Created by Readiris, Copyright IRIS 2005

The cream of the country – looking for an education to believe in

Learn and Teach: What is the answer to all these problems?

Lulu Johnson: We students will only be happy when “Bantu Education” is gone altogether. We want equal and free education under the same department for all the children of this country. And we want an education we can believe in. You know, students are the cream of this country. And right now they don’t believe in their education. But I think Bantu Education will only go when apartheid goes – and when all the people of this country are free.

The one that got away

1986/04_L&T Cover

The one that got away

– a snippet of Learn and Teach, an adult literacy magazine
(Learn and Teach 4, 1986)

Hassen Lorgat

13 June 2016

Three decades ago, a small team of a radical adult literacy magazine was putting the finishing touches to their latest edition, Learn and Teach magazine number 4, 1986. On its cover was the iconic photo by Sam Nzima of the first reported fatal incidents of 16 June 1976, the injured and dying Hector Pieterson in the arms of Mbuyisa Makhuba, and running anxiously alongside, Antoinette Sithole.

Commemorating a decade since ‘76 was too much for the apartheid state to tolerate. No sooner had the magazine been published than it was banned.

Continue reading

Pensions – getting money when you are old

Untitled0-25WHAT IS A PENSION?

A pension is money that you get when you are old and no longer work. Most people get pensions from the government. We are going to tell you how government pensions work.

Some businesses have private pension funds for their workers. Private pensions have different rules. If you are paying money for a private pension fund, you must know how it works. If you do not know how it works, ask your union or your employers to tell you.

The government pays pensions to women over 60 years of age and men over 65 years. Pensions are not a gift from the government — the law says all old people must get pensions. Pensions come from the taxes that people pay. But sometimes people have big problems with their pensions.

HOW TO GET A PENSION

When you ask for your pension, you must talk to the District Pensions Officer. In big towns there is a special person who does this work. But in small towns and on the farms, the magistrate or the Commissioner is the Pensions Officer.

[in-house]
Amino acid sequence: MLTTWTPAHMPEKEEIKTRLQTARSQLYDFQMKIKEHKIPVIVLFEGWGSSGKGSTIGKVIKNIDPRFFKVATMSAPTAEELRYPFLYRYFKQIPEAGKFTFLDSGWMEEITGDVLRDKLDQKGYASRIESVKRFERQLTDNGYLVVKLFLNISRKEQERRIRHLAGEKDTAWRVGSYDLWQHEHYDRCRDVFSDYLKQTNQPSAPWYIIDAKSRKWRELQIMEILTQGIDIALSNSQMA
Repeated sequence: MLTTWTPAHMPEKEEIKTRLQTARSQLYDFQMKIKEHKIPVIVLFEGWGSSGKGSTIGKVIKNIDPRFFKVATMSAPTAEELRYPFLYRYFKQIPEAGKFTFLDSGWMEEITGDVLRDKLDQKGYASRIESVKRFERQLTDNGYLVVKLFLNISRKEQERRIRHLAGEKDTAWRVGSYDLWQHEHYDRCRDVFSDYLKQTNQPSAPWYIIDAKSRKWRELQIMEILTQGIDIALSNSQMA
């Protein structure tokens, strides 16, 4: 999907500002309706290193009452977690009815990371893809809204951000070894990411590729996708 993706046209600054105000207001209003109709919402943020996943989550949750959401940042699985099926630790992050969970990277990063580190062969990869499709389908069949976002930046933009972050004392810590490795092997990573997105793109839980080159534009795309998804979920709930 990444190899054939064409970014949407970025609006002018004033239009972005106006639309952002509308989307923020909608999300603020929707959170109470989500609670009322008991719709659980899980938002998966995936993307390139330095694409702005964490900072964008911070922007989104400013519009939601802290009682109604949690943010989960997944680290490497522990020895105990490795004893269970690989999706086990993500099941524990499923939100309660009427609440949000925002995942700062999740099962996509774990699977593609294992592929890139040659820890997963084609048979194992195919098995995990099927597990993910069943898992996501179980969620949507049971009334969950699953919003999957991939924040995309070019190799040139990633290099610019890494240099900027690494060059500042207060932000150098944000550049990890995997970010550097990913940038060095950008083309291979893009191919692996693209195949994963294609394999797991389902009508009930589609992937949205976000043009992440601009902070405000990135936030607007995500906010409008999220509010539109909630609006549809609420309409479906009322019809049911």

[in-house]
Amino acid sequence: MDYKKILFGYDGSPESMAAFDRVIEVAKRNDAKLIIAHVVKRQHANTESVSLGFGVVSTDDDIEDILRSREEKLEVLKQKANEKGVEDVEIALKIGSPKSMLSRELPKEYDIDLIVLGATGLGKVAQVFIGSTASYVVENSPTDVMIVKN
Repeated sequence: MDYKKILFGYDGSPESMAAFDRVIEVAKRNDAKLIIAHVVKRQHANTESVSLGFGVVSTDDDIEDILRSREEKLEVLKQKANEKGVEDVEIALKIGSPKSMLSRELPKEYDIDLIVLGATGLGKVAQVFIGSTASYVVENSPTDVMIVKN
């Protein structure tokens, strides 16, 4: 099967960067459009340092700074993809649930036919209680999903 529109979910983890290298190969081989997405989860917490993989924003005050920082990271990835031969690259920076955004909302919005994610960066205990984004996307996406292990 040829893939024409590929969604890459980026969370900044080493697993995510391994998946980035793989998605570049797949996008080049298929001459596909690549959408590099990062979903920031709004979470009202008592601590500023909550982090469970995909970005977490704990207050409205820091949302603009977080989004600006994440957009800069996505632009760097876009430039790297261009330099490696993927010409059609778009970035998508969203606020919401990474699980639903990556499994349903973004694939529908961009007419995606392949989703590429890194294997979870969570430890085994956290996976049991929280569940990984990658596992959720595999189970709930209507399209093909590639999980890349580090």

District Pensions Officers have clerks who help them. The work of the clerks is to help people with the pension forms — the clerks cannot decide who gets a pension. The District Pensions Officer decides this.

If a pensioner is too sick or too old to go to the Pensions Office, then the clerk must come and visit the pensioner at home.

WHAT YOU NEED FOR A PENSION

When you go to ask for your pension, you must take your reference book with you, or your passport if you come from a “homeland”.

Untitled0-24You must also show where you live. To do this, you must have a house or a lodger’s permit. Or you must have a section 10 1(a), (b) or (c) stamp in your reference book.

Even if you come from another country like Swaziland, you can get a pension in South Africa. You must show that you lived in South Africa for more than five years.

If you live on a farm, but not in a homeland, you need a stamp in your pass or a letter from the owner of the farm. The letter must say that you can live on the farm.

If you live in the “homelands”, you must get a letter from your chief or headman. The letter must say that you live in his area. Sometimes the Pensions Officer will say that he wants to see the headman. Then the headman must go with you to the pension office.

YOUR AGE

You must show that you are old enough to get a pension. Your birth certificate shows your age. But many old people do not have birth certificates. You can use a baptism certificate or a marriage certificate. New reference books also have your age in them.

If you do not have any of these papers, you must get a letter from a doctor to say how old you are. If your age in your reference book is wrong, you can also get a letter from a doctor. You must also get an affidavit — a signed letter — from someone who knows your right age. People at a magistrate’s office will help you make an affidavit.

GETTING YOUR PENSION

Once you have filled in all the forms, you can collect your pension. You will wait for two months to get your money. But often people wait longer.

If you get your pension from the main South African government, they must pay you from the time that you first asked for your pension. But in some “homelands”, they will only pay you from the time that they agree to pay your pension. Then you cannot know how much money you must get the first time.